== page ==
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After seeing dozens of shows each week of the Hollywood Fringe Festival, Ashley Steed shares her top picks in a series called “Fringe Raw”.

by Ashley Steed

Name This Magic Show

Name This Magic Show is a competition between close-up magicians. The audience votes for their favorite act, and the winner gets to keep the money from that show.

Before the show begins, the four magicians draw straws. The performer who draws the shortest one must act as the MC for the night, and therefore doesn’t compete. Jon Armstrong was our bitter host for the evening and the three acts were performed by Nick Paul, Joe Skilton (replacing Australian magician Simon Coronel), and Handsome Jack (who was the reigning champ).

Silent magician Nick Paul began his 12-minute set with a classic red scarf into an egg routine. His sleight of hand is dexterous, but he struggled to “wow” the audience in the short amount of time. Next up was Joe Skilton, whose rope routine was some of the best sleight of hand I’ve seen up close. Skilton’s patter with the audience was naturally charming as he explained his tricks (while simultaneously manipulating us). The third and final act was Handsome Jack, whose pervy lady-chaser persona became a bit grating over time. He explained that the magicians pull a straw to see who has to do a “classic” routine for the evening. Thus, he performed the chinese rings. It’s clear this wasn’t exciting for him, though he performed the routine well enough. His final gag, however, fell flat. Our winner for the show was Joe Skilton.

If you’re new to magic, this is a great opportunity to see a variety of styles and acts in a fun and interactive event. That being said, I personally prefer more cohesive shows which allow the magician(s) to take their time and build a rapport with the audience and offer more nuanced illusions.

Main Space at Asylum @ McCadden Theatre, 1157 N. McCadden Place. There are no more performances, visit http://www.hollywoodfringe.org/projects/4583

 

Jon Armstrong: Comic Amazement

Award-winning magician Jon Armstrong is best known for his close-up magic and card tricks. Having taken the past year to study and develop new illusions, he performs a number of classic routines with a twist, such as using a tie in lieu of rope in a rope trick, or using rubber bands for a smaller version of the Chinese rings. Though some of his routines are stronger than others, here he proves why he’s considered by some to be one of the best close-up magicians today. His strongest routine blends his amazing ability of card manipulation and use of mathematics (which I won’t give away). With his wry sense of humour, he commands the audience in this thoroughly magical performance.

Asylum @ McCadden Theatre, 1157 N. McCadden Place. Running time 50 minutes. Playing through July 25 http://www.hollywoodfringe.org/projects/4349

 

The Motherfucker With The Hat

Recently released from prison, Jackie (Jorge-Luis Pallo) comes home to his longtime girlfriend, Veronica (Fayna Sanchez), with some gifts to celebrate a new job. Things are going to be different for them. But then, when he spots an unfamiliar hat on the table, he goes into a rage — just who is the motherfucker with the hat?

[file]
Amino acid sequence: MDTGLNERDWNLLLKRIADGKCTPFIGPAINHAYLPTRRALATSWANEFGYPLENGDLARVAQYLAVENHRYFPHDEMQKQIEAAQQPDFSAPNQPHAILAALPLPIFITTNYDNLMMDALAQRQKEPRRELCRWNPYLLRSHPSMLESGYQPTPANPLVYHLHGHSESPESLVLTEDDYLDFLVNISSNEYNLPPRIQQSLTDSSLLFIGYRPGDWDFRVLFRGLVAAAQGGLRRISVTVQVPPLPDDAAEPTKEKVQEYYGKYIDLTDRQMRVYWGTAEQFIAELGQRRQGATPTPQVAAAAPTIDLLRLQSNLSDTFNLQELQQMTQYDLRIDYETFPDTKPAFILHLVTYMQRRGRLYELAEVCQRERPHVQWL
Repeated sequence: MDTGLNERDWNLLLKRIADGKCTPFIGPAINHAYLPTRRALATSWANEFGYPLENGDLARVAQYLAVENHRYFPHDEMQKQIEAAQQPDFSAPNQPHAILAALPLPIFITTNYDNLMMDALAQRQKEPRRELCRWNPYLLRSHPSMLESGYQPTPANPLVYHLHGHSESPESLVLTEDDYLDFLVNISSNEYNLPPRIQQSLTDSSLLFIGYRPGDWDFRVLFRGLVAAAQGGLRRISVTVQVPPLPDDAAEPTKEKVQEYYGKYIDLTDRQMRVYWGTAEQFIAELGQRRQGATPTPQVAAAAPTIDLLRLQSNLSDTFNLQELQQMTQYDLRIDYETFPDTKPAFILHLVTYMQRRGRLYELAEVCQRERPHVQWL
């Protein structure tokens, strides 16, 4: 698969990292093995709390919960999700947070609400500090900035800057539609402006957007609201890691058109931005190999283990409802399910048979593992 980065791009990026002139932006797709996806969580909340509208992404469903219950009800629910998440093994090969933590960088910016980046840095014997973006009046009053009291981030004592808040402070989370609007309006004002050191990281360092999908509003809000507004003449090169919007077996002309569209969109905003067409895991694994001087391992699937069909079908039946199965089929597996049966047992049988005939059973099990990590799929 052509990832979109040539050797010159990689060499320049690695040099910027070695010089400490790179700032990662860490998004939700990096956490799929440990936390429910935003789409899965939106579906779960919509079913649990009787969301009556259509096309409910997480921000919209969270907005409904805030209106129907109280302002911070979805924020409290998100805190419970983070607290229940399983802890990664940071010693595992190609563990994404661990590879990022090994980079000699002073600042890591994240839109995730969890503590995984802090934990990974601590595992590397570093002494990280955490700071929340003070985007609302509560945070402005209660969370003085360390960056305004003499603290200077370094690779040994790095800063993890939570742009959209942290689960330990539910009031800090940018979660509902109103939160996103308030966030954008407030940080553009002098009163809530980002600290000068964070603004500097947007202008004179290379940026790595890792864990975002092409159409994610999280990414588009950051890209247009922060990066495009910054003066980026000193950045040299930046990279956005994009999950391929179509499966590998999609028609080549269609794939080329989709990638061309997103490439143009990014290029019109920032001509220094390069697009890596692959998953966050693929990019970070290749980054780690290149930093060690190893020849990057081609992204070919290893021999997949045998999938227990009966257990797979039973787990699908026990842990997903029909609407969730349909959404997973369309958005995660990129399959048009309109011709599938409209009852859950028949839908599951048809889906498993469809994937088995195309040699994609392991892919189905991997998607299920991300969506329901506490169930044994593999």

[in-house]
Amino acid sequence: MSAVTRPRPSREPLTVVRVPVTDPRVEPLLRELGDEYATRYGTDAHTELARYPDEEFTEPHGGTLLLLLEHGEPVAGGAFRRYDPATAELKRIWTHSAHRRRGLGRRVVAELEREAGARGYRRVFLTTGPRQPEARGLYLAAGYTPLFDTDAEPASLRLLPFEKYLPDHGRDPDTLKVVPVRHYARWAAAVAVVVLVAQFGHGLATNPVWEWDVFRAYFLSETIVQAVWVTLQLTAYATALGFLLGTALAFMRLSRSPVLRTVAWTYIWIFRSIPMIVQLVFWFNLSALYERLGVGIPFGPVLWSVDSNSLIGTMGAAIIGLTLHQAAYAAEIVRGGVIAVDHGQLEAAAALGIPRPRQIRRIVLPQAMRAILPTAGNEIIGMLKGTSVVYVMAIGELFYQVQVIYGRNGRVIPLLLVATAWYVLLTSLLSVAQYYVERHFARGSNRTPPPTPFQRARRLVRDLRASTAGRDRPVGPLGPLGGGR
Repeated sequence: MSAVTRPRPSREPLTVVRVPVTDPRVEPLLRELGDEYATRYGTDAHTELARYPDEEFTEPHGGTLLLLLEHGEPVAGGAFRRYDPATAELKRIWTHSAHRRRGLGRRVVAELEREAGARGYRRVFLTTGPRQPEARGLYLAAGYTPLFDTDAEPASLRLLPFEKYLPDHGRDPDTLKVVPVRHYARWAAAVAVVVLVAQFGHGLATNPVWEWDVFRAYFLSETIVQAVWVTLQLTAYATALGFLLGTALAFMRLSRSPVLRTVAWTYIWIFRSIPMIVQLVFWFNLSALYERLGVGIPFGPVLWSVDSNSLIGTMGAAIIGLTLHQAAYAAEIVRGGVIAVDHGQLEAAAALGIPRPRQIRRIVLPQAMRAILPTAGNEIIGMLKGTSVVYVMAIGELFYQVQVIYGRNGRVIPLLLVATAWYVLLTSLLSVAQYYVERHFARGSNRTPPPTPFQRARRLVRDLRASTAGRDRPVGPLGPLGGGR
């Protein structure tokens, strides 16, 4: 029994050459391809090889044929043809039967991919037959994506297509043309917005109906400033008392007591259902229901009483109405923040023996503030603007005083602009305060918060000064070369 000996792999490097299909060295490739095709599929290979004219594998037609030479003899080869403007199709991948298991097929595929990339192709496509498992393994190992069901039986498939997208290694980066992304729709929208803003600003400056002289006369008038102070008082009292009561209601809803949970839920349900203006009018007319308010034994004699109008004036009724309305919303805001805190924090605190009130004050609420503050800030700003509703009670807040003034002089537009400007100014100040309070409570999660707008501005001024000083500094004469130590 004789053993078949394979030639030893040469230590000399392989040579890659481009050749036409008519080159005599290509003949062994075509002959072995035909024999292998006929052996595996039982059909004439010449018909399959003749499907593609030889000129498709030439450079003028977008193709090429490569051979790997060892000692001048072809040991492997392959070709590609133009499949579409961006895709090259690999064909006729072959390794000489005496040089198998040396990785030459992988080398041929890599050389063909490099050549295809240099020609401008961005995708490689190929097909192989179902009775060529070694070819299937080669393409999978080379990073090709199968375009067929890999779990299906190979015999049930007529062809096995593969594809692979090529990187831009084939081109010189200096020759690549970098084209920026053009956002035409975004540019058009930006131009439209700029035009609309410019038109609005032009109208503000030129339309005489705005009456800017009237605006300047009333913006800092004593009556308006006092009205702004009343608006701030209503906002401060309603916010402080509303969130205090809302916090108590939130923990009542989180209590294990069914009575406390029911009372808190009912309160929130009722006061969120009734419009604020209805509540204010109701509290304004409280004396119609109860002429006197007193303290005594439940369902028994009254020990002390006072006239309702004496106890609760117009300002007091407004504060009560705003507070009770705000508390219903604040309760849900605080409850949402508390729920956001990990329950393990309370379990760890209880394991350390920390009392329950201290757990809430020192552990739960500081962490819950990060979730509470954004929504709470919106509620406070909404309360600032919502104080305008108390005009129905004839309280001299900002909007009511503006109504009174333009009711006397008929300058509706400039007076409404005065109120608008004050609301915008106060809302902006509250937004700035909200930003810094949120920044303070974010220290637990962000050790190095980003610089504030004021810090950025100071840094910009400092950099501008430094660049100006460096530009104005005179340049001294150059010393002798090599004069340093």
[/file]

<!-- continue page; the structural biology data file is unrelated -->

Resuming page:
Playwright Stephen Adly Guirgis’s richly profane (and profound) 2011 Tony-nominated play is given an excellent run with a sharp ensemble. Pallo brings both the machismo and desperation as Jackie. Sanchez is fierce as Jackie’s addict girlfriend Veronica. Nelson Delrosario as Ralph D — Jackie’s AA sponsor and best friend — depicts a man narrowly focused on his own worldview, and who is eager to help Jackie (though not necessarily for the right reasons). Libby Ewing oozes “desperate housewife” as Victoria, Ralph’s wife. Felipe Figueroa steals every scene he’s in as Jackie’s cousin Julio, who puts familial loyalty above Jackie’s mistreatment of him.

The script is biting and relentless as it examines trust, loyalty, and love through the lives of current and former addicts. Although the core of the play utilizes larger than life characters whose dysfunctions serve for comedic fodder, there’s also a powerful emotional punch.

Unfortunately there are no more performances. Here’s hoping they extend.  

Visit http://www.hollywoodfringe.org/projects/4626

 

Secret Honor – The Last Testament of Richard M. Nixon

When Trump fired FBI Director James Comey in May, there were immediate comparisons to Nixon and the Sunday Night Massacre. So it’s fitting that UK based company Bootcamp Productions have revived Donald Freed and Arnold M. Stone’s 1983 play. We meet Nixon (Steve Scott) in his study, already drunk on scotch and dictating his memoir into a recorder (the irony of which does not go unnoticed). Acting as his own lawyer, Nixon defends himself to us, The American Jury. The play spirals into the mind of a madman who is a victim of his own desire for power. This is a complex and almost schizophrenic portrayal of a troubled (and guilty) man. The script is peppered with blips of his devotion to his mother, his severe Quaker upbringing, and his recruitment into the Committee of One Hundred Men — which leads to his rise, and ultimately his downfall.

As the character defends himself from his inexcusable actions, Scott renders a bumbling and desperate Nixon, making him both sympathetic and pathetic. For those who may not be familiar with historic details of the Watergate scandal, this may be somewhat hard to follow as the play jumps around. However, the play gives an intriguing insight to one of our most controversial political figures (even by contemporary standards).

Asylum’s (Inter)national House, 6500 Santa Monica Blvd. Running time 60 minutes. Final performance June 24. Visit http://www.hollywoodfringe.org/projects/4354

 

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